How to handle an aggressive dog


Kelsey CruzBlog author Kelsey CruzKelsey Cruz is a feminist blogger from the city of brotherly love who is obsessed with bourbon, black blazers, and blow-out bars. She loves to cook and is always up to swap smoothie recipes. Mostly, though, she likes long walks on the Philly streets with her pit-boxer Henry of whom she will definitely show you pictures. Follow her on Twitter @kelsey_cruz.

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Updated September 21, 2020: I’m not a big fan of the dog park. I used to love it so much when Henry was a pup, and I looked forward to taking him every day after work because when he was younger and smaller and wimpier, other dogs picked on him, and he handled it really well. But the older and bigger and stronger he got (and the more he got humped or outnumbered), the more his hair went up and the more he let other dogs know he was not having a good time. (Can you tell I’m a smotherer?)

Since Henry is a pitbull/boxer, his freak-outs are not as welcomed and cute as the snarls and growls of an adorable little Chihuahua or Jack Russell Terrier. He never hurt anything or anyone, but after a while, I stopped taking him to dog parks; I realized I had too much anxiety at them because I constantly feared he would hurt another dog or person, and that anxiety and negative energy translated from me to him as I walked him to the park tightly on his leash and never left his side while we were there, fully embarrassing him in front of all his friends.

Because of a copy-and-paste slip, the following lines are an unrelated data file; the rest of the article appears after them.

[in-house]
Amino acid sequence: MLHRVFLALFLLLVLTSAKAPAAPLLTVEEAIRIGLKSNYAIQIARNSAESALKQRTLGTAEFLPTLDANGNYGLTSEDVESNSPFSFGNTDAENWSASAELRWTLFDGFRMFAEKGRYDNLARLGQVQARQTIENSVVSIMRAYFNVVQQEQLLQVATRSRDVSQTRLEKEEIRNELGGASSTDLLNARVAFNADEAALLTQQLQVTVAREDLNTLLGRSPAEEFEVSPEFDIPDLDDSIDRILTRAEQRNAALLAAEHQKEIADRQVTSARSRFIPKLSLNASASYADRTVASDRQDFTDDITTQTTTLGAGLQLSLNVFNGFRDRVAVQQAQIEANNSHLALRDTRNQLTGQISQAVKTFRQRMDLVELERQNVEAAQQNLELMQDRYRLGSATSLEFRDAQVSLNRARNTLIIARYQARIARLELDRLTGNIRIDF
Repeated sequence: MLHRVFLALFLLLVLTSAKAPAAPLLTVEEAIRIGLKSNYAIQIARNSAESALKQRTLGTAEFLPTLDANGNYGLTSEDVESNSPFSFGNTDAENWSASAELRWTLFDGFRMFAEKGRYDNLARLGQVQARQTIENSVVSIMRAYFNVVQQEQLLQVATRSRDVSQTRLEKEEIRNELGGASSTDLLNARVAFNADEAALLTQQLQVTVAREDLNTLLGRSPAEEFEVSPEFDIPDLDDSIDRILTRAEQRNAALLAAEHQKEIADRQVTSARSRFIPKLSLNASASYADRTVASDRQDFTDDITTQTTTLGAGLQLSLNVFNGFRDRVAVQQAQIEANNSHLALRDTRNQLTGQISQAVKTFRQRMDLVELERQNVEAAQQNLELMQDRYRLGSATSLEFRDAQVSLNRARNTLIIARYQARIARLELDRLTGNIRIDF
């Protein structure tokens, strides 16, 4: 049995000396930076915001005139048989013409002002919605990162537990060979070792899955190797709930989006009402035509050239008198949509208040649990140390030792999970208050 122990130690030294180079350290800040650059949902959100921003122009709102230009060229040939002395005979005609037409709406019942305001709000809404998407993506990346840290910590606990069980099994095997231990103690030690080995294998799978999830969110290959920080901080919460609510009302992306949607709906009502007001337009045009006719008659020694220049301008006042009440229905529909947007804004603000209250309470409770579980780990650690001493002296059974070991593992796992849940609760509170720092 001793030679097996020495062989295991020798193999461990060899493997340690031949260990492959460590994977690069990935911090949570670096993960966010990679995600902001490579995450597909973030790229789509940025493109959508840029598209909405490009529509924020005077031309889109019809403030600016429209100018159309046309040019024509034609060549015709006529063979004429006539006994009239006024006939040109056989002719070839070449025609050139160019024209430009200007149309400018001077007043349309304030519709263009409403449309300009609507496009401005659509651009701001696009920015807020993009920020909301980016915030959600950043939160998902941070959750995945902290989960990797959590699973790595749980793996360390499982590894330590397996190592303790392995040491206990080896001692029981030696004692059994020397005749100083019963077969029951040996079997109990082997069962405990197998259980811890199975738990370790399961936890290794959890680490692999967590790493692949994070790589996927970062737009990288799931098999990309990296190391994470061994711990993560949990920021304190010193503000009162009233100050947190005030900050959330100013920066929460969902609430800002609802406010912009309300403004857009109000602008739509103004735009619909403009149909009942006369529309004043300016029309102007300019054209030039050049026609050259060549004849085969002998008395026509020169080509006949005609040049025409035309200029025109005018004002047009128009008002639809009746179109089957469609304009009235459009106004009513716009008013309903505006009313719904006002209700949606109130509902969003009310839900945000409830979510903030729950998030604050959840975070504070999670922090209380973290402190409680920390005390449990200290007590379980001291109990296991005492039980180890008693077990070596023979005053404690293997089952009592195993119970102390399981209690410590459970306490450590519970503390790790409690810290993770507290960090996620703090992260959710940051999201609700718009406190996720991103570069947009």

In my opinion, Henry is much better one-on-one with dogs and prefers running through the yard or woods or creeks – unleashed and untethered – and I am much better, too, with that arrangement. Because with those dog park trips, I realized that owning an aggressive dog can be stressful. You aren’t sure when and if he’ll be triggered, and you’re afraid he’ll hurt you or someone else. What can you do?

First, remind yourself that dogs are animals. We tend to humanize our dogs and pets and forget that many of their behaviors reflect years and decades and centuries of all the animals and dogs that came before them – entire species who lived and traveled in groups, protected themselves from predators, guarded their territories, and showed aggression (yes, aggression) to procure and protect their food. Since aggressive behavior is influenced by both environmental and genetic behaviors (and centuries of innate ancestral animal instinct), before you and your pet can combat her aggression issues, it’s important to first identify what kind of aggression she exhibits and where or when it started.